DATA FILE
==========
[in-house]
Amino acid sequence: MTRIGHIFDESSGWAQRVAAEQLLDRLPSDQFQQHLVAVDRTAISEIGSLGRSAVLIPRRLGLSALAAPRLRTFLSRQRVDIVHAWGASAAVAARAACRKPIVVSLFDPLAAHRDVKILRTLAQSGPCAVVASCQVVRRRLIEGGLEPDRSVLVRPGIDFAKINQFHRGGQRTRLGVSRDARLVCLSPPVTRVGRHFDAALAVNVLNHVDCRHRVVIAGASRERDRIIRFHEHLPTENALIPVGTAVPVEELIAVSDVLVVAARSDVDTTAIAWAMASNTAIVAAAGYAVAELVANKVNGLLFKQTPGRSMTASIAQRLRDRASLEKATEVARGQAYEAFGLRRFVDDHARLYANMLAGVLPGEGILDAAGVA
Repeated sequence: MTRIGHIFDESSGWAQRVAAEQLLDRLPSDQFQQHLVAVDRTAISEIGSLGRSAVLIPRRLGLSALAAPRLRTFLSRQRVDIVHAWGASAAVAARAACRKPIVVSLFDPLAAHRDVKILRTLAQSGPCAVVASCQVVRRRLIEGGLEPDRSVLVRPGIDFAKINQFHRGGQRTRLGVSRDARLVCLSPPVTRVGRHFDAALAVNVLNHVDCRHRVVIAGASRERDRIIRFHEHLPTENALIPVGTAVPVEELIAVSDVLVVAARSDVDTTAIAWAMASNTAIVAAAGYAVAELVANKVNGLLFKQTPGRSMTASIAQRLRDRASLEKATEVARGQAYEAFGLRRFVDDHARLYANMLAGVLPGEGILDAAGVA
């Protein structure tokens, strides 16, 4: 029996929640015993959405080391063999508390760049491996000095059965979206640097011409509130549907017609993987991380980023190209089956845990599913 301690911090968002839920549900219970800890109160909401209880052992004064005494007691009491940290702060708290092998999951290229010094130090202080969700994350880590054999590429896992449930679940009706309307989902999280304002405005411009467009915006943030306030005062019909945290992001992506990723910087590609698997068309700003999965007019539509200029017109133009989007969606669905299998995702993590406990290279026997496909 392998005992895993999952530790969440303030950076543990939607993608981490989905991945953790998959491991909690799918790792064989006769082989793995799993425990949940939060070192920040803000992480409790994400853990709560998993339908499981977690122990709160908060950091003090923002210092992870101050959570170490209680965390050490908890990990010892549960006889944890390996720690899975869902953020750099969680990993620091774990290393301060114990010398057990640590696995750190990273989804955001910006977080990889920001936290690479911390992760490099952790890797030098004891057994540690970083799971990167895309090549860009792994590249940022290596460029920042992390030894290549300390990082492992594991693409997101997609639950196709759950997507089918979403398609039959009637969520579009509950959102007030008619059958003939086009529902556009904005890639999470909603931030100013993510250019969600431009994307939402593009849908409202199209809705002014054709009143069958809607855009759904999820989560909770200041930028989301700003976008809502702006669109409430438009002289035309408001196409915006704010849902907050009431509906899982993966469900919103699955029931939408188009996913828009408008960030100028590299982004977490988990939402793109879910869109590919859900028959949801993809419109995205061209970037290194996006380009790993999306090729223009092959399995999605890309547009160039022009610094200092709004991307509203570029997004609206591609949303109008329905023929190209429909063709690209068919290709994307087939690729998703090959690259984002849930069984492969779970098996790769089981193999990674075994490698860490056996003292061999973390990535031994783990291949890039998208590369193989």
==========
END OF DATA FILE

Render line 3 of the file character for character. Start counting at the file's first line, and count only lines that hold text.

Repeated sequence: MTRIGHIFDESSGWAQRVAAEQLLDRLPSDQFQQHLVAVDRTAISEIGSLGRSAVLIPRRLGLSALAAPRLRTFLSRQRVDIVHAWGASAAVAARAACRKPIVVSLFDPLAAHRDVKILRTLAQSGPCAVVASCQVVRRRLIEGGLEPDRSVLVRPGIDFAKINQFHRGGQRTRLGVSRDARLVCLSPPVTRVGRHFDAALAVNVLNHVDCRHRVVIAGASRERDRIIRFHEHLPTENALIPVGTAVPVEELIAVSDVLVVAARSDVDTTAIAWAMASNTAIVAAAGYAVAELVANKVNGLLFKQTPGRSMTASIAQRLRDRASLEKATEVARGQAYEAFGLRRFVDDHARLYANMLAGVLPGEGILDAAGVA